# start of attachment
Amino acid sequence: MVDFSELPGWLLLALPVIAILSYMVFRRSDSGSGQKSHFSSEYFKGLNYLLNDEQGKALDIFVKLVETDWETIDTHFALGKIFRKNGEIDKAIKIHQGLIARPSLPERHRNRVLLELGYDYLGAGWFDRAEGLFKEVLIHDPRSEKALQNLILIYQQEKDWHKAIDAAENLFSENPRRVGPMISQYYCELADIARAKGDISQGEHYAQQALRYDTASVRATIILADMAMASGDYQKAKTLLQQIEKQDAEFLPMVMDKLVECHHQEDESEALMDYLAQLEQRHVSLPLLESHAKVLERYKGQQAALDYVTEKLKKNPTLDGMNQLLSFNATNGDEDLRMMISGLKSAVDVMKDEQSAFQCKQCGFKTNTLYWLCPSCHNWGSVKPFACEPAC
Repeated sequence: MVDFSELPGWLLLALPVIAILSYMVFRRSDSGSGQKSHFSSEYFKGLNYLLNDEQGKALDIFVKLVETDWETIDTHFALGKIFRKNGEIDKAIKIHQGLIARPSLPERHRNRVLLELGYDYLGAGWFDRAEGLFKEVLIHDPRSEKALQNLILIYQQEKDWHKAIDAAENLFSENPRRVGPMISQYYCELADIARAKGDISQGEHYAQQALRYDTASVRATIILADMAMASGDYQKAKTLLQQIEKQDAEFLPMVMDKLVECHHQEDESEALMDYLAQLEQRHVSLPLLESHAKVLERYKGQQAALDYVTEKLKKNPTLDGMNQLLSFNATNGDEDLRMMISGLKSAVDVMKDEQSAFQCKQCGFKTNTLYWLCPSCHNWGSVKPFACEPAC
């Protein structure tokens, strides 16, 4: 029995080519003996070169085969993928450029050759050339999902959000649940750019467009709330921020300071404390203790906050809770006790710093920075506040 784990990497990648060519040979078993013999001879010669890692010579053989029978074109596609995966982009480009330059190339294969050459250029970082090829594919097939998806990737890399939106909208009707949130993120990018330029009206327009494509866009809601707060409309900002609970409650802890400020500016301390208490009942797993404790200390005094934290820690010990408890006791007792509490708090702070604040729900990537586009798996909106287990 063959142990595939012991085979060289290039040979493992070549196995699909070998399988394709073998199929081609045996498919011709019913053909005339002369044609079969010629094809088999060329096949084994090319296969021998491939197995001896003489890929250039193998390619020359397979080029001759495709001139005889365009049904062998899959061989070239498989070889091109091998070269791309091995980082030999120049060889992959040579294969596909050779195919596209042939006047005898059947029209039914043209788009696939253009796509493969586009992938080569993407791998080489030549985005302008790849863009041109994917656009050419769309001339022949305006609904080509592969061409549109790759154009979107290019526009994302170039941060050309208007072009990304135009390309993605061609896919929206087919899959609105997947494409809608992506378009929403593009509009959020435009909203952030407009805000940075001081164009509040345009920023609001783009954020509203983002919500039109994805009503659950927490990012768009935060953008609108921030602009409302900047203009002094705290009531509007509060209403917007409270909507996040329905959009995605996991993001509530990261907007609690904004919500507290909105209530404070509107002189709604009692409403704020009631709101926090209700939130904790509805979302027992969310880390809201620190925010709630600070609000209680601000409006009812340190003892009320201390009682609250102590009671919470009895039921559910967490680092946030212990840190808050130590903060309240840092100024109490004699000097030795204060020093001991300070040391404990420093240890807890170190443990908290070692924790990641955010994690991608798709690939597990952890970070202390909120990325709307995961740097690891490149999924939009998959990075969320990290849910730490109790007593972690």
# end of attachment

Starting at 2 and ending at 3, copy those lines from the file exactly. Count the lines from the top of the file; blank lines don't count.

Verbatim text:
Repeated sequence: MVDFSELPGWLLLALPVIAILSYMVFRRSDSGSGQKSHFSSEYFKGLNYLLNDEQGKALDIFVKLVETDWETIDTHFALGKIFRKNGEIDKAIKIHQGLIARPSLPERHRNRVLLELGYDYLGAGWFDRAEGLFKEVLIHDPRSEKALQNLILIYQQEKDWHKAIDAAENLFSENPRRVGPMISQYYCELADIARAKGDISQGEHYAQQALRYDTASVRATIILADMAMASGDYQKAKTLLQQIEKQDAEFLPMVMDKLVECHHQEDESEALMDYLAQLEQRHVSLPLLESHAKVLERYKGQQAALDYVTEKLKKNPTLDGMNQLLSFNATNGDEDLRMMISGLKSAVDVMKDEQSAFQCKQCGFKTNTLYWLCPSCHNWGSVKPFACEPAC
């Protein structure tokens, strides 16, 4: 029995080519003996070169085969993928450029050759050339999902959000649940750019467009709330921020300071404390203790906050809770006790710093920075506040 784990990497990648060519040979078993013999001879010669890692010579053989029978074109596609995966982009480009330059190339294969050459250029970082090829594919097939998806990737890399939106909208009707949130993120990018330029009206327009494509866009809601707060409309900002609970409650802890400020500016301390208490009942797993404790200390005094934290820690010990408890006791007792509490708090702070604040729900990537586009798996909106287990 063959142990595939012991085979060289290039040979493992070549196995699909070998399988394709073998199929081609045996498919011709019913053909005339002369044609079969010629094809088999060329096949084994090319296969021998491939197995001896003489890929250039193998390619020359397979080029001759495709001139005889365009049904062998899959061989070239498989070889091109091998070269791309091995980082030999120049060889992959040579294969596909050779195919596209042939006047005898059947029209039914043209788009696939253009796509493969586009992938080569993407791998080489030549985005302008790849863009041109994917656009050419769309001339022949305006609904080509592969061409549109790759154009979107290019526009994302170039941060050309208007072009990304135009390309993605061609896919929206087919899959609105997947494409809608992506378009929403593009509009959020435009909203952030407009805000940075001081164009509040345009920023609001783009954020509203983002919500039109994805009503659950927490990012768009935060953008609108921030602009409302900047203009002094705290009531509007509060209403917007409270909507996040329905959009995605996991993001509530990261907007609690904004919500507290909105209530404070509107002189709604009692409403704020009631709101926090209700939130904790509805979302027992969310880390809201620190925010709630600070609000209680601000409006009812340190003892009320201390009682609250102590009671919470009895039921559910967490680092946030212990840190808050130590903060309240840092100024109490004699000097030795204060020093001991300070040391404990420093240890807890170190443990908290070692924790990641955010994690991608798709690939597990952890970070202390909120990325709307995961740097690891490149999924939009998959990075969320990290849910730490109790007593972690």